Cutaneous squamous cell carcinoma (cSCC): a striking example of race/ethnicity health disparity due largely to genetics
cSCC is a common cancer for non-Hispanic whites and its incidence is increasing not only in non-Hispanic whites but also in Latinos and Asians. Thus, there is a dire need to understand how cSCC may affect patients from diverse genetic ancestry backgrounds differently.
Bo Zhong and Man Zhang, Wuhan University
The Covid-19 pandemic and impact on breast cancer diagnoses: what happened in England in the first half of 2020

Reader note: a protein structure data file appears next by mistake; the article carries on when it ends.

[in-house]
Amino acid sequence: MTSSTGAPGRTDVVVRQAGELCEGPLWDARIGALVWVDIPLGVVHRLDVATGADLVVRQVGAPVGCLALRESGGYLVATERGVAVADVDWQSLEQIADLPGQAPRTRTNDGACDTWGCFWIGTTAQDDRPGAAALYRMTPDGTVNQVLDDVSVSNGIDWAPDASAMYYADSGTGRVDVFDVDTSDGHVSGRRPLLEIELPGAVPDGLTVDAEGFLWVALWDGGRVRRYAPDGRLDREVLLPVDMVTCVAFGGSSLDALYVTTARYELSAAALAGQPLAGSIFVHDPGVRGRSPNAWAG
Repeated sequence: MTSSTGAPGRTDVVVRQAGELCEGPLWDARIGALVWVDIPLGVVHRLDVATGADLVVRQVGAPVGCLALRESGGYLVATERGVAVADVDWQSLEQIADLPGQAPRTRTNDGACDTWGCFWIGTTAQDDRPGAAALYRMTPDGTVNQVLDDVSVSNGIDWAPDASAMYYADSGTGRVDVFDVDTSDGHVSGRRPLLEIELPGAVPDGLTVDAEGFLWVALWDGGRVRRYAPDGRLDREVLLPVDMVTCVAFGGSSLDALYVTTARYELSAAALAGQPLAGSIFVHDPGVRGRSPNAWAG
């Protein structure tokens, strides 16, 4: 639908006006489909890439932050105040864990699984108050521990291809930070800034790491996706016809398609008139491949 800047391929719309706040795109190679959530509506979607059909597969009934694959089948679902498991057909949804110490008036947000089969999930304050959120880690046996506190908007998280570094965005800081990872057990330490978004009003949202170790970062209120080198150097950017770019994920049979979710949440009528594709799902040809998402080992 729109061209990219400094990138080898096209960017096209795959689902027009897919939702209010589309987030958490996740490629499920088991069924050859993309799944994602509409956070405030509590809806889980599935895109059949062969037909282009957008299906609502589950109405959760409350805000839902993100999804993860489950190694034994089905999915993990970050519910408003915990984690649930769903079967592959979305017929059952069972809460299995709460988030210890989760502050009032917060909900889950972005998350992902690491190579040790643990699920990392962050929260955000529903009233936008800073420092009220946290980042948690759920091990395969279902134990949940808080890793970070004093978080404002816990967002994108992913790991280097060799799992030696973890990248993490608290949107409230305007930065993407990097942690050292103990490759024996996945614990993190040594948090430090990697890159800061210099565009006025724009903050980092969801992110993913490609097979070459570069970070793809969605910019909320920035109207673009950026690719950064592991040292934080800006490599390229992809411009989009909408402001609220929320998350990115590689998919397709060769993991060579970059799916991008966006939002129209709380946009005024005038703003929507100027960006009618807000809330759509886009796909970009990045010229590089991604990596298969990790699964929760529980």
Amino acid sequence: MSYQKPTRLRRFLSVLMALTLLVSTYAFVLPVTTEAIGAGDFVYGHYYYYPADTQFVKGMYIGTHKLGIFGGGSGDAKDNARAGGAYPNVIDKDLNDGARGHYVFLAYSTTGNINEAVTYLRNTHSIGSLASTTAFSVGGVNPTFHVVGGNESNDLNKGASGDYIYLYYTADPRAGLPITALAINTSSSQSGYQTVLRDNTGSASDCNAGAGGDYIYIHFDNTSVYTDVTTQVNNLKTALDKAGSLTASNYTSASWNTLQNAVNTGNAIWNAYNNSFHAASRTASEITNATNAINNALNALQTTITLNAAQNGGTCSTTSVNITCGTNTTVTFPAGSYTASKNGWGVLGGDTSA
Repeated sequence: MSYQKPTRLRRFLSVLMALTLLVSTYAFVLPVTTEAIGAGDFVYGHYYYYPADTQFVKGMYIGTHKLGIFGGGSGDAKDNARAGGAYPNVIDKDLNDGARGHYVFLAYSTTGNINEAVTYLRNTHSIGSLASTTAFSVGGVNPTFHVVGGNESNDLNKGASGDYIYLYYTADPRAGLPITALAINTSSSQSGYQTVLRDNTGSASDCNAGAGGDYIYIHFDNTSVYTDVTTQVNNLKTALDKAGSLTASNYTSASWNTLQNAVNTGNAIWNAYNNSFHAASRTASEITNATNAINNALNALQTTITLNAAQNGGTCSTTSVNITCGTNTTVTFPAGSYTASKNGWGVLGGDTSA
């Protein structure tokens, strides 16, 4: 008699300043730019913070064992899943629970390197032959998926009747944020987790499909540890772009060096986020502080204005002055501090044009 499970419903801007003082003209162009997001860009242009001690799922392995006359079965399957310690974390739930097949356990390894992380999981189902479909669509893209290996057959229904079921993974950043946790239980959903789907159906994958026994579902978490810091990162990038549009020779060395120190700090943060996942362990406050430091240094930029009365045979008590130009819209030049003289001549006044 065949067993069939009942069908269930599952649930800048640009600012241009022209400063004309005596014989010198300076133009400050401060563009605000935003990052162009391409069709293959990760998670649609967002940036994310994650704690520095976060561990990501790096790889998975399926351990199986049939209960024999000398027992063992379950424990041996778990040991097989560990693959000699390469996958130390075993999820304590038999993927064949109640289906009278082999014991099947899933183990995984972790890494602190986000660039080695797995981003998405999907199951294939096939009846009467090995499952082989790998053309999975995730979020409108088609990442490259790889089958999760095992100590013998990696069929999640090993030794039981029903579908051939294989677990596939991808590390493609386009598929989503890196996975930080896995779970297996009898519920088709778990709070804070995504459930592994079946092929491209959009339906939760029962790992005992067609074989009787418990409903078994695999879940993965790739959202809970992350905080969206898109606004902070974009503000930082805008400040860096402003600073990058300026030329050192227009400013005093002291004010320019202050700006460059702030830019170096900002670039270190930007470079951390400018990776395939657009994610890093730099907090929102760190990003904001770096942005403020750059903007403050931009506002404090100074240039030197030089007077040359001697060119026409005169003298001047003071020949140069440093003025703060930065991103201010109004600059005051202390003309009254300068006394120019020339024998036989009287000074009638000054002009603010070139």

Breast cancer is the most commonly diagnosed cancer in women in England. Data from the NHS Cancer Waiting Time team was used to examine the impact of the COVID-19 pandemic on breast cancer diagnoses in the first half of 2020. I will briefly explain the main findings and plans for further work.
Obesity and cancer- moving beyond the epidemiology to focus on intervention research Annie S. Anderson, University of Dundee
Obesity and cancer can be an emotive topic laden with guilt and a feeling of being overburdened. It has been described as the “elephant in the room” but the bottom line is that it is time to move beyond epidemiology and mechanisms to open the door on interventional research.
Pathological features of 11337 patients with primary ductal carcinoma in situ (DCIS) and subsequent events – results from the UK Sloane project